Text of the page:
Historical Timeline

Decade overview

Corporate milestones

More than seven million telephones, most of them rented to customers by AT&T, are in use in the United States in 1910.

Most businesses find it nearly impossible to survive without the telephone. People find it convenient and efficient to talk directly and immediately to each other rather than sending messages or letters by hand or post.

The daily lives of workers in all industries are changing significantly: an eight-hour workday is becoming the standard unit of measure for labor.

The general level of education in the United States is increasing: in 1910, there are ten thousand high schools in the United States, compared to five hundred high schools in 1870.

The 16th Amendment to the Constitution is ratified in 1913, giving Congress the power to lay and collect taxes on incomes.

World War I begins in 1914 and ends in 1918.

The plight of urban office workers becomes a focus for writers and artists. In 1917, Sinclair Lewis writes The Job: An American Novel about a young woman entering the world of business and the resulting conflict between marriage and career.

In 1919, American women gain the right to vote.

Lefax loose-leaf personal organizer invented by Philadelphia engineer J. C. Parker
Computing Tabulating Record Co. incorporated after consolidation of Bundy Manufacturing Co., Tabulating Machine Co., International Time Recording Co. of New York, and Computing Scale Co. of America (became International Business Machines in 1924)
Katharine Gibbs secretarial school founded to provide professional secretarial training to young women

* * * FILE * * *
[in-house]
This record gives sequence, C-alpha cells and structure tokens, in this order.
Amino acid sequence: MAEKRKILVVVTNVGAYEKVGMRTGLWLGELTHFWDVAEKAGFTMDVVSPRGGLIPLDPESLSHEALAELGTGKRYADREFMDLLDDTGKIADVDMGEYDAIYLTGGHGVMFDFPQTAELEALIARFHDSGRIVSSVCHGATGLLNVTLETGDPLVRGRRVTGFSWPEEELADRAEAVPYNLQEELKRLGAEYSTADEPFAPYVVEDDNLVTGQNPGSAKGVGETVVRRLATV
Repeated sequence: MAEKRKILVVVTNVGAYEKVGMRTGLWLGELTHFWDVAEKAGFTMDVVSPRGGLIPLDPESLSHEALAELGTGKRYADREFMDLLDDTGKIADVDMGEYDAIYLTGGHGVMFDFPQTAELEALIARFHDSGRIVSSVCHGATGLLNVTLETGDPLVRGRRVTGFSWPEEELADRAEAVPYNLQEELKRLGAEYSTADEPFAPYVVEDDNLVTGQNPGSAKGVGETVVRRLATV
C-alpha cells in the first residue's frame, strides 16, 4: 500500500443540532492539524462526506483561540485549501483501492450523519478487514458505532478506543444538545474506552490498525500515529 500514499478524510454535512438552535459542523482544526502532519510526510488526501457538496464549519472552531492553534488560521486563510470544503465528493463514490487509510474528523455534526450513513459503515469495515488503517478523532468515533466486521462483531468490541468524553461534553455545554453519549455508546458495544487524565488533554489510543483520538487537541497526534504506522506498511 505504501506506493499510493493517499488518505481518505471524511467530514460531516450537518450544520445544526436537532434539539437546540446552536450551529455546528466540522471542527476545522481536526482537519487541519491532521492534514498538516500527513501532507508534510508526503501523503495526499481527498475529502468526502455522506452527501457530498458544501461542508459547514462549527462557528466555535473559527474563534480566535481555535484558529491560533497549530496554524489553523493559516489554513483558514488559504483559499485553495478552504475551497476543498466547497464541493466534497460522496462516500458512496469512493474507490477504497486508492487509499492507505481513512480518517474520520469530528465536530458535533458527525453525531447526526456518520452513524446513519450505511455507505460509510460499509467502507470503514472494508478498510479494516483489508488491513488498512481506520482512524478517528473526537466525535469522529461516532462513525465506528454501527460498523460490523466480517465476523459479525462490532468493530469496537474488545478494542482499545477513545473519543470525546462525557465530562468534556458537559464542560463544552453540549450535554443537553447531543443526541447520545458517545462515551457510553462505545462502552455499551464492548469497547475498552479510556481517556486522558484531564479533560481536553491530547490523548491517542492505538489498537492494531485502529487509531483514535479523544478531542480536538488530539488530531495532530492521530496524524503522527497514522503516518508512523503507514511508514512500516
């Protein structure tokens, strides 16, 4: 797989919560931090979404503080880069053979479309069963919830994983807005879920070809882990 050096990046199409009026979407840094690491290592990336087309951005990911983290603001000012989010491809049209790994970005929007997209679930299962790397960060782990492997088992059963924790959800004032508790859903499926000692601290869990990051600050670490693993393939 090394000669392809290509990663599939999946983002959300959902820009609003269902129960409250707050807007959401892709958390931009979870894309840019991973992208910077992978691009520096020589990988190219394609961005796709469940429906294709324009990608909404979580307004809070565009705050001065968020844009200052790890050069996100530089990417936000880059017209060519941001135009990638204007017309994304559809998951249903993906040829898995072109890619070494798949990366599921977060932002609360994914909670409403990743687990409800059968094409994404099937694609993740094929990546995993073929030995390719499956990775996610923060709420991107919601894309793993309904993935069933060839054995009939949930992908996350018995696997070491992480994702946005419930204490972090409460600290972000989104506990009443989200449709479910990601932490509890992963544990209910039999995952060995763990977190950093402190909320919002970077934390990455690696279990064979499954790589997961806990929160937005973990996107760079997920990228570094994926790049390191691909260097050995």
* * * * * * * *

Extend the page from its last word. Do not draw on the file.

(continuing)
Corona makes a portable manual typewriter
Metal Office Furniture Company founded (became Steelcase, Inc. in 1954)
Henry Ford introduces first true assembly line, reducing the assembly time for an automobile from 12.5 to 1.5 hours and providing a model for standardization
Edouard Belin invents the Belinograph, a portable facsimile machine capable of using ordinary telephone lines
Frank Bunker Gilbreth and Lillian Evelyn Gilbreth publish Motion Study, first major publication on application of time and motion study to habits of industrial workers
First desk models of staplers offered by the Boston Wire Stitcher Company
First North American transcontinental telephone call between Thomas A. Watson in San Francisco and Alexander Graham Bell in New York City
Calculating machine based on the binary numbers 0 and 1 built by J. Abraham and E. Bloch
First regular airmail between New York City and Washington, D.C.

1900-1909 || 1910-1919 || 1920-1929 || 1930-1939 || 1940-1949
1950-1959 || 1960-1969 || 1970-1979 || 1980-1989 || 1990-

This material was generously provided by the Cooper-Hewitt National Design Museum.


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